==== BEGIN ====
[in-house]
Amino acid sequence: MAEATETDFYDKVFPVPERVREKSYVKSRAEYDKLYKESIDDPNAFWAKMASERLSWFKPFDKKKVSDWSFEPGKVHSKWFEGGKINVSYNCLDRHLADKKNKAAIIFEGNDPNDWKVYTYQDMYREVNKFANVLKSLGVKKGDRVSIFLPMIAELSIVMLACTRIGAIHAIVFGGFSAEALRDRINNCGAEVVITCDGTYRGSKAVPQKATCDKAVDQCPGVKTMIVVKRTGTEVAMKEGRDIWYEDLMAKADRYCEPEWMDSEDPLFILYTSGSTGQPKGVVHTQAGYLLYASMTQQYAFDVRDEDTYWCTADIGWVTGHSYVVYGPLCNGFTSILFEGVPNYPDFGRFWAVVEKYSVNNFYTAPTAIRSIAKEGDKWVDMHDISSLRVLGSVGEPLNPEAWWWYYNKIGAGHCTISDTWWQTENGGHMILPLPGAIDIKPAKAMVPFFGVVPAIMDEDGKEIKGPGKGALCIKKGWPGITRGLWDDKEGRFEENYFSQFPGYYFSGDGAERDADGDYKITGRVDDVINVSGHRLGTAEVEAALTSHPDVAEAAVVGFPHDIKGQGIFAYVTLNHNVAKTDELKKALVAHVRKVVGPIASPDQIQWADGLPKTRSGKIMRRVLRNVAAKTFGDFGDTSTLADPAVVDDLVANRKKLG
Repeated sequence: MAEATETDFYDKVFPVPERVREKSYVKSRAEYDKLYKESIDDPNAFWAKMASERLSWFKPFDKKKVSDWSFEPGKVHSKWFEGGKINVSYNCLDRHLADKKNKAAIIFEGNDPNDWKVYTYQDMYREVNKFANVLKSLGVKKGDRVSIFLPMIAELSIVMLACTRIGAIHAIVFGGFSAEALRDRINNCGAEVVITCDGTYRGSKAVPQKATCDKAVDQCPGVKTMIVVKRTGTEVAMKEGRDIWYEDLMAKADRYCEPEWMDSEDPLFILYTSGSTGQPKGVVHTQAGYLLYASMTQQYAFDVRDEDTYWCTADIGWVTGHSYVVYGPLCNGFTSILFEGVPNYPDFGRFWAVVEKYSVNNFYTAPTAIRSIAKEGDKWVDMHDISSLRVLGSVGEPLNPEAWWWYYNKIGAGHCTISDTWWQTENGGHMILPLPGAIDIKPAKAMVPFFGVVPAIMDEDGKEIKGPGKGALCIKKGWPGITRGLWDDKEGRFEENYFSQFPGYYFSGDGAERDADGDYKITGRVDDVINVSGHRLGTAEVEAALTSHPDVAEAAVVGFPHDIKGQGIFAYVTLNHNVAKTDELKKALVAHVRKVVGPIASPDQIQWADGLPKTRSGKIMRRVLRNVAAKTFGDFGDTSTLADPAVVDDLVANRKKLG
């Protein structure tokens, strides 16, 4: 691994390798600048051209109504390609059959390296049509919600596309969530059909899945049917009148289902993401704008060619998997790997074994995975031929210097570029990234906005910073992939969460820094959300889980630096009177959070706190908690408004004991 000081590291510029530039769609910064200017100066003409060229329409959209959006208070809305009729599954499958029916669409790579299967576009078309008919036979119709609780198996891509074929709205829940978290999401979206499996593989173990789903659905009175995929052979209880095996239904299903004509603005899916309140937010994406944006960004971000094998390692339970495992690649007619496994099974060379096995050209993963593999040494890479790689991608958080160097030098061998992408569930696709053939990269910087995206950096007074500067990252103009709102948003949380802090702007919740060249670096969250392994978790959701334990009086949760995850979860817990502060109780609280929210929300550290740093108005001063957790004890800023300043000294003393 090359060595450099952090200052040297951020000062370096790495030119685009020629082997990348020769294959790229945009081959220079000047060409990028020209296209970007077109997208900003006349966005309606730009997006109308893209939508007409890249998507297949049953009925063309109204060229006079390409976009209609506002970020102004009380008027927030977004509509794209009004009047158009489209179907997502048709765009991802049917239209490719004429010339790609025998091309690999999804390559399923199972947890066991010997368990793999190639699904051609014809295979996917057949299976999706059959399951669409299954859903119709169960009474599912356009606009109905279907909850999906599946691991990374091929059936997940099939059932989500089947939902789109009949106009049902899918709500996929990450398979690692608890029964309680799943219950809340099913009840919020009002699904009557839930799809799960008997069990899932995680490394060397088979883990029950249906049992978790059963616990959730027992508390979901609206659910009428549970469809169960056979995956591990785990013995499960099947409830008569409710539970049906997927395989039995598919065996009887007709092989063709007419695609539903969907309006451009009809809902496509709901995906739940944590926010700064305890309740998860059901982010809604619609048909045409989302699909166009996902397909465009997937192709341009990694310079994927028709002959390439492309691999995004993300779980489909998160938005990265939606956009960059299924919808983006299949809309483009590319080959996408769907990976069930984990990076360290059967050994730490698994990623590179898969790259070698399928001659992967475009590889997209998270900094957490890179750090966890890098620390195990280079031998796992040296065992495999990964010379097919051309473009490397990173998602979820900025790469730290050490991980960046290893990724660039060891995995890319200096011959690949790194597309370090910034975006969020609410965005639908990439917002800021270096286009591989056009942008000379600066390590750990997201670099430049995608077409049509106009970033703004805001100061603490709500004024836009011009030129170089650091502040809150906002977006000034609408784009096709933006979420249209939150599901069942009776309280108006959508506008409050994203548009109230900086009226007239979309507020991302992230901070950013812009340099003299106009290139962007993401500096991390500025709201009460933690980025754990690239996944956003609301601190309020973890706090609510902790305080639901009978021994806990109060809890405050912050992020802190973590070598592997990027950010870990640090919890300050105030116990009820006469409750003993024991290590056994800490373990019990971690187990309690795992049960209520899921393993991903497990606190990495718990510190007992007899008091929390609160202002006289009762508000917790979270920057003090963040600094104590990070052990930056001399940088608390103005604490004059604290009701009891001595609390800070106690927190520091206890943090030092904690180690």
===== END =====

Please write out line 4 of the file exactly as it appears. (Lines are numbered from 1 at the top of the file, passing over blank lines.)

């Protein structure tokens, strides 16, 4: 691994390798600048051209109504390609059959390296049509919600596309969530059909899945049917009148289902993401704008060619998997790997074994995975031929210097570029990234906005910073992939969460820094959300889980630096009177959070706190908690408004004991 000081590291510029530039769609910064200017100066003409060229329409959209959006208070809305009729599954499958029916669409790579299967576009078309008919036979119709609780198996891509074929709205829940978290999401979206499996593989173990789903659905009175995929052979209880095996239904299903004509603005899916309140937010994406944006960004971000094998390692339970495992690649007619496994099974060379096995050209993963593999040494890479790689991608958080160097030098061998992408569930696709053939990269910087995206950096007074500067990252103009709102948003949380802090702007919740060249670096969250392994978790959701334990009086949760995850979860817990502060109780609280929210929300550290740093108005001063957790004890800023300043000294003393 090359060595450099952090200052040297951020000062370096790495030119685009020629082997990348020769294959790229945009081959220079000047060409990028020209296209970007077109997208900003006349966005309606730009997006109308893209939508007409890249998507297949049953009925063309109204060229006079390409976009209609506002970020102004009380008027927030977004509509794209009004009047158009489209179907997502048709765009991802049917239209490719004429010339790609025998091309690999999804390559399923199972947890066991010997368990793999190639699904051609014809295979996917057949299976999706059959399951669409299954859903119709169960009474599912356009606009109905279907909850999906599946691991990374091929059936997940099939059932989500089947939902789109009949106009049902899918709500996929990450398979690692608890029964309680799943219950809340099913009840919020009002699904009557839930799809799960008997069990899932995680490394060397088979883990029950249906049992978790059963616990959730027992508390979901609206659910009428549970469809169960056979995956591990785990013995499960099947409830008569409710539970049906997927395989039995598919065996009887007709092989063709007419695609539903969907309006451009009809809902496509709901995906739940944590926010700064305890309740998860059901982010809604619609048909045409989302699909166009996902397909465009997937192709341009990694310079994927028709002959390439492309691999995004993300779980489909998160938005990265939606956009960059299924919808983006299949809309483009590319080959996408769907990976069930984990990076360290059967050994730490698994990623590179898969790259070698399928001659992967475009590889997209998270900094957490890179750090966890890098620390195990280079031998796992040296065992495999990964010379097919051309473009490397990173998602979820900025790469730290050490991980960046290893990724660039060891995995890319200096011959690949790194597309370090910034975006969020609410965005639908990439917002800021270096286009591989056009942008000379600066390590750990997201670099430049995608077409049509106009970033703004805001100061603490709500004024836009011009030129170089650091502040809150906002977006000034609408784009096709933006979420249209939150599901069942009776309280108006959508506008409050994203548009109230900086009226007239979309507020991302992230901070950013812009340099003299106009290139962007993401500096991390500025709201009460933690980025754990690239996944956003609301601190309020973890706090609510902790305080639901009978021994806990109060809890405050912050992020802190973590070598592997990027950010870990640090919890300050105030116990009820006469409750003993024991290590056994800490373990019990971690187990309690795992049960209520899921393993991903497990606190990495718990510190007992007899008091929390609160202002006289009762508000917790979270920057003090963040600094104590990070052990930056001399940088608390103005604490004059604290009701009891001595609390800070106690927190520091206890943090030092904690180690």